Dragons Fall On Den’s Sword

I’ve always got off on ‘pop idol for start-ups’ show Dragons’ Den.  And Wednesday, with the new series about to kick-off, my heroes are exposed as muppets.  My disenchantment, which means I’m now ambivalent to the whole show, stems from knowledge of ‘one that got away’.  In a previous episode, Rachel Lowe pitched a board game and got caned for not knowing her crucial figures.

She was blown out.  The game went on to outsell Monopoly.  The Dragons’ made a mistake.

That would all be cool normally, after all, we all make mistakes.  Yet according to Rachel, one critical element was skewed.  Knowing she had difficulty remembering numbers, she had print-outs of her spreadsheets as she went to walk up the stairs to the Den.

But the TV Producer stopped her, and said there was no way she could take the notes with her as “it looks rubbish on telly”.  And so she got ‘exposed’.  Hold on a minute…….  What genuine business presentation would not allow someone to refer to notes?  A complete disgrace, they should be ashamed of themselves.  My fandom has waned.  And I’m also disappointed in my favourite economist, Evan Davis (who’s just started his own economics in real-life blog, albeit with the risk-averse, post-Hutton forever blunted, and internet-age increasingly irrelevant BBC).  Evan, mate, you should know better.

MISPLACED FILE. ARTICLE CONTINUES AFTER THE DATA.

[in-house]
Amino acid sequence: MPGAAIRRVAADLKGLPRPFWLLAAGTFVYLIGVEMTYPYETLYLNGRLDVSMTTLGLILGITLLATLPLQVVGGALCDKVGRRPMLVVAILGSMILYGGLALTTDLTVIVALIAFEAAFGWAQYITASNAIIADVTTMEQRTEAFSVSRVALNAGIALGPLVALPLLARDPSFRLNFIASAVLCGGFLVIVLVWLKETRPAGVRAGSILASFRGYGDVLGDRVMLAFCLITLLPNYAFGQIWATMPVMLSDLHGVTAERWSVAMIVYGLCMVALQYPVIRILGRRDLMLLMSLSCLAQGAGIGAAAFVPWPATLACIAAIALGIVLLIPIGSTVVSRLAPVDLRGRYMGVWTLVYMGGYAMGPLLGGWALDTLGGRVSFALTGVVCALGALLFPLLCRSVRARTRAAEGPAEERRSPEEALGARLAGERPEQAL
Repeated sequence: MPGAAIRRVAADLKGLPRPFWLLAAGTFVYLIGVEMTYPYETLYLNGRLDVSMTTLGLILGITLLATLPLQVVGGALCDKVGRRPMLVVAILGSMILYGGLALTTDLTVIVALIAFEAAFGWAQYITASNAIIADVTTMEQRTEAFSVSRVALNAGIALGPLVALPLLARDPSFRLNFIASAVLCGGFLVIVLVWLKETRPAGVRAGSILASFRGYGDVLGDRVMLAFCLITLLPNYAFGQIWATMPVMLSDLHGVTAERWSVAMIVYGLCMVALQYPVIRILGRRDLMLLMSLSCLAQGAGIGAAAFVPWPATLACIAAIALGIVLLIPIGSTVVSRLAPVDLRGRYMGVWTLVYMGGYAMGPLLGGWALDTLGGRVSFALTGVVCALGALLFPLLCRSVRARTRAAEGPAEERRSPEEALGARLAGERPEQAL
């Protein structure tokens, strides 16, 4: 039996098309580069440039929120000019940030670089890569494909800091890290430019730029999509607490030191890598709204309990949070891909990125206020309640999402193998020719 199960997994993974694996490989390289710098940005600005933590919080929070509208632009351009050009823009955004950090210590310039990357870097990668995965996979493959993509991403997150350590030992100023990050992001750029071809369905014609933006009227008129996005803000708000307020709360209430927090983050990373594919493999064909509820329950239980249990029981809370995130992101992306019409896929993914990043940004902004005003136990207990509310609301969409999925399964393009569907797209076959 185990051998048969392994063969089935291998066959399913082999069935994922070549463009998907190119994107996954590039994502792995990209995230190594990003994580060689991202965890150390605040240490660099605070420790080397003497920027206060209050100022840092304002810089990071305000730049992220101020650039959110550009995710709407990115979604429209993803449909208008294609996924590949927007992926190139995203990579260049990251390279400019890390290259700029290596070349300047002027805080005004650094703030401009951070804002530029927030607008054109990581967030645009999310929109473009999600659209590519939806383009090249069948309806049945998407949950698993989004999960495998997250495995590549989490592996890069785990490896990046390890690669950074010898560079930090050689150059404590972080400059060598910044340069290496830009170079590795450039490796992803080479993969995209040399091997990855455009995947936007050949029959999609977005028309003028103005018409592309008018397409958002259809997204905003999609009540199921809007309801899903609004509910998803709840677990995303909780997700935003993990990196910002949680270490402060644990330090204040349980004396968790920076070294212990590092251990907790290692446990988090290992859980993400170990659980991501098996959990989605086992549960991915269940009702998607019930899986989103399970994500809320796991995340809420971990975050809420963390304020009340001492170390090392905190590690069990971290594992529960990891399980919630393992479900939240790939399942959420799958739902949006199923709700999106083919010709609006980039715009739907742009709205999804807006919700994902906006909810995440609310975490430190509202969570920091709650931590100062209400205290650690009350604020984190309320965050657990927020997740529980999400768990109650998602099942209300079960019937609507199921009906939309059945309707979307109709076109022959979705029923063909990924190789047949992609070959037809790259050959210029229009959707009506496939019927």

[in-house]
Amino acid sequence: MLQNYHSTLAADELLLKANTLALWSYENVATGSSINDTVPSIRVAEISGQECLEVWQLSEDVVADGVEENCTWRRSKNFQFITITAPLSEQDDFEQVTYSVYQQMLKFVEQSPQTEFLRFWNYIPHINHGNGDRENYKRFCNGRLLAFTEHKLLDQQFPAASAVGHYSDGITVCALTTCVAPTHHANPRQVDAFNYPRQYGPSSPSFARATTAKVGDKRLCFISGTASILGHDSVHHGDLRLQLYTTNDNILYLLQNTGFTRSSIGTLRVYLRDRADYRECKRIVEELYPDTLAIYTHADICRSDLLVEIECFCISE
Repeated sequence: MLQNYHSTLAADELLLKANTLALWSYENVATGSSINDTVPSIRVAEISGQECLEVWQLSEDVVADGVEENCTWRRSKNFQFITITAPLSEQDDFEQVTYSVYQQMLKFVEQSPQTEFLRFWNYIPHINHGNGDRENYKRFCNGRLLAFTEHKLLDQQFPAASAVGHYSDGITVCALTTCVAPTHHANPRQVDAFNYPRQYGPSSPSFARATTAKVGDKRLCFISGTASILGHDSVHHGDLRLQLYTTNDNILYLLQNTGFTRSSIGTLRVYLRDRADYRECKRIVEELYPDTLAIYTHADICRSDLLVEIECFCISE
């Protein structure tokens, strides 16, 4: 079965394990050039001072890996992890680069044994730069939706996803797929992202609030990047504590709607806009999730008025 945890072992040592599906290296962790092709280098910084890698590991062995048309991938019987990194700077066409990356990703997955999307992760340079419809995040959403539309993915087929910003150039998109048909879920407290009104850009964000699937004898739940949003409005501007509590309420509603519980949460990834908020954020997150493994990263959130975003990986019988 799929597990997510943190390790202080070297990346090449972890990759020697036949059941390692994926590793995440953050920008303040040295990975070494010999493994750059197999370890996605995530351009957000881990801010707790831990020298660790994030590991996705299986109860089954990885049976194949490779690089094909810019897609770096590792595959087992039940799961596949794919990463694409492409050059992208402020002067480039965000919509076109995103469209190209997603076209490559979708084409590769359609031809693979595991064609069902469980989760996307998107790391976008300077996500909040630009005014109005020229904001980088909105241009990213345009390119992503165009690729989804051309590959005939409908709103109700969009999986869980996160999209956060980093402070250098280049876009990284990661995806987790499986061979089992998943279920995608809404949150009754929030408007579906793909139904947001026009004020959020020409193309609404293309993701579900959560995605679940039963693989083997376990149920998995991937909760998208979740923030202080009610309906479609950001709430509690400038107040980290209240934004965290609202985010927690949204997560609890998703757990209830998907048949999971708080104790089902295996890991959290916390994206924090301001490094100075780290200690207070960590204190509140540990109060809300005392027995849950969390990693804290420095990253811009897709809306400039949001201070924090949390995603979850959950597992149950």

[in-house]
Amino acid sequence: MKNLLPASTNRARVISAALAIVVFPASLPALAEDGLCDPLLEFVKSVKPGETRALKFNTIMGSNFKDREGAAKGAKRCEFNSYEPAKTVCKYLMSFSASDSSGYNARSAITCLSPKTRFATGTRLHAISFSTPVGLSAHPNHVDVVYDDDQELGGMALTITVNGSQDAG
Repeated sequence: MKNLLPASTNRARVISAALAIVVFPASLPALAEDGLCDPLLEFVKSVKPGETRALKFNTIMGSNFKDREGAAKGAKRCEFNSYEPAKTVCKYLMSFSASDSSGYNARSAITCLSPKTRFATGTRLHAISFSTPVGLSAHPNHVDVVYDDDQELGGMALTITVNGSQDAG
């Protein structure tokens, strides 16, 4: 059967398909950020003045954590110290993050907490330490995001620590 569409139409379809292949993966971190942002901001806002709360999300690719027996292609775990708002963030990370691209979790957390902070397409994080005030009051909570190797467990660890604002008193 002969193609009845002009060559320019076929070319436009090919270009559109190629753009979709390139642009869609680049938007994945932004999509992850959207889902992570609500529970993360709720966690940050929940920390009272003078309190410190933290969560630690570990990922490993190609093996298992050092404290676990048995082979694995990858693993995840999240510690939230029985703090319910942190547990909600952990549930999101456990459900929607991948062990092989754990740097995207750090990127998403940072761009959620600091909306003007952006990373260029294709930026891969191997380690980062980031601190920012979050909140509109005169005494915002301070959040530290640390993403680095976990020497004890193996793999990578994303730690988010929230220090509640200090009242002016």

And as for sales people in general, it is a given that if you’re not the most confident of presenters and need notes, use them.  Each audience member should want you to do your best, shouldn’t they?  Even though the best presenters are always without notes, don’t let anyone say you can’t use notes if you need/want.

Subscribe to Salespodder

Don’t miss out on the latest issues. Sign up now to get access to the library of members-only issues.